Oklahoma State, Oregon thrive with unheralded recruiting classes
In 2007, Justin Blackmon was a lightly regarded three-star prospect in an Oklahoma State recruiting class ranked sixth in the Big 12. Who would've guessed that the Plainview High (Okla.) standout would emerge as the most feared receiver in college football -- and a two-time Biletnikoff Award winner and consensus All-American -- just a few years later?
"I think everybody was surprised," Oklahoma State coach Mike Gundy said. "In somebody's opinion, he was a two-star guy. He was a pudgy kid from a small school. He made a ton of plays on his highlight tape, but the concern you have as a coach when you're watching a player is the level of competition.
"When you're watching players competing against Texas schools and in Atlanta, where you know they have a lot of speed, you can make decisions faster. But with a player from a small school -- in the back of your mind -- you wonder if the accomplishment is because the level of competition isn't the same."
By developing players such as Blackmon from obscurity to stardom while recruiting others that fit within their systems, programs like Oklahoma State (No. 31 class in 2012), Oregon (No. 16), Wisconsin (not ranked) and Cincinnati (No. 50) have become college football's perennial overachievers. They may not show up at the top of the post-Signing Day recruiting rankings, but they show up in the national polls at season's end.
To wit: None of Oregon's five recruiting classes from 2006-10 were ranked among the top 10. Twice in that span the Ducks' classes weren't even among the top 30 (48th in '06 and 31st in '09). Yet, Oregon and Virginia Tech are the only teams to finish ranked in the Top 25 in each of the past five seasons. The Ducks have won three straight conference championships, played for the national championship in 2010 and took home the Rose Bowl on Jan. 2. In fact, Oregon wins so frequently that the tag "overachiever" may be an understatement.
"We don't care about that. Call us whatever want," Oregon coach Chip Kelly said. "We always talk about blocking out outside influences. We look at praise and blame the same way. If someone doubts you, it can be used as motivation and that's a good thing. But you can get caught up in that and then you're living your life based on what others say about you.
"We don't have an 'us against the world' mentality. We don't have an 'overachievers' mentality. We have the Oregon mentality, which is that you get whatever you put into it."
Kelly seeks to identify players with self-discipline, those who possess skills that mesh with Oregon's up-tempo style of play.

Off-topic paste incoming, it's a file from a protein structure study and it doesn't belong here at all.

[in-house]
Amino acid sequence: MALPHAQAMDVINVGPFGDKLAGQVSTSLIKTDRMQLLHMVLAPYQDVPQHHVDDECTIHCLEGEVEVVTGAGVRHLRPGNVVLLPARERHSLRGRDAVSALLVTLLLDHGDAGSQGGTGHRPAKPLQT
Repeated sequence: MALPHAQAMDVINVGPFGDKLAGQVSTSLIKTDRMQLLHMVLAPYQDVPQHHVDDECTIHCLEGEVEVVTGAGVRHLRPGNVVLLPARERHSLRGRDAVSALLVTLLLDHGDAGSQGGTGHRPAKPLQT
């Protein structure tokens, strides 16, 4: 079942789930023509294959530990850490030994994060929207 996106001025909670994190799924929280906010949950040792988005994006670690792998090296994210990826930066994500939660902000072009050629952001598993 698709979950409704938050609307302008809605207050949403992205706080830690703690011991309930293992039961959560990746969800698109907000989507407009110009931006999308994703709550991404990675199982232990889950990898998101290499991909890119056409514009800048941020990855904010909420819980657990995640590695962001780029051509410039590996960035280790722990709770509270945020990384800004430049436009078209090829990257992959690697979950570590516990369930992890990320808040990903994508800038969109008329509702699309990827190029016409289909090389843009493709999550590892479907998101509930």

"The tough part is to project what a high school kid will be like when he's 21 or 22," Kelly said. "Everybody misses. We miss. Scouting services miss. Everybody can tell a story about the two-star recruit that went on the NFL. We're looking for intangible qualities."
Those intangibles can enable overachieving programs to get the most out of the talent that they have.
Wisconsin's recruiting classes from 2006-10 never ranked higher than 34th in the nation. Yet, the Badgers registered 48 victories over the past five seasons and appeared in the Rose Bowl twice. Cincinnati didn't have a recruiting class ranked among the top 50, but the Bearcats finished in the Top 25 in four of the past five seasons. Perhaps most impressive, neither Boise State nor TCU had top 45 recruiting classes in that same five-year span, but both finished among the country's top 15 in each of the past four years. TCU went undefeated and finished at No. 2 in the polls in 2010.
Oklahoma State's highest-ranked recruiting class was 22nd in 2006, and the Cowboys slotted 30th or higher in three of the past four years. But the Cowboys won at least nine games every year since 2008, even capturing the Big 12 championship and Fiesta Bowl last season.
"We've been fortunate to hit on some kids and have been able to build on it," Gundy said. "We've won 41 games in four years and 23 in the last two. I don't know how many other schools playing in the highest level conferences have won that many. Probably LSU and Alabama have. I guess there's not more than four or five."
In fact, over the past four years, the only teams from AQ conferences with more victories than Oklahoma State are Alabama, Oregon, Oklahoma and Virginia Tech.
"I think we do overachieve," Gundy said. "I think our coaches overachieve. Our players play at a higher level than they should based on talent, but we're bringing in more players that are faster and more athletic. So, we do overachieve, but not as much as we used to. From a recruiting standpoint we're always ranked 23rd or 25th based on somebody's opinion. We've not been in the top five or top 10 in recruiting ranks, but we've finished in the top five [of the polls]."
Like Oregon, Oklahoma State coaches seek players that fit well in the Cowboys' scheme and are disciplined enough to work hard to improve. Gundy believes strength and conditioning coach Bill Glass is the best in the country, using regimens that allow dedicated prospects to flourish.
"We believe in our system," Gundy said. "It goes back to the stars in recruiting. If we get a two-star player, we want to make him a three-star. If we get a three-star, we want to make him a four-star. If you get a five-star, we want to make him a first-round pick.
"We believe the system, which is about accountability, takes players and makes them better. The players we have on our roster have never lost more than four games, and they all have won at least nine. So there is an understanding of what it takes to win."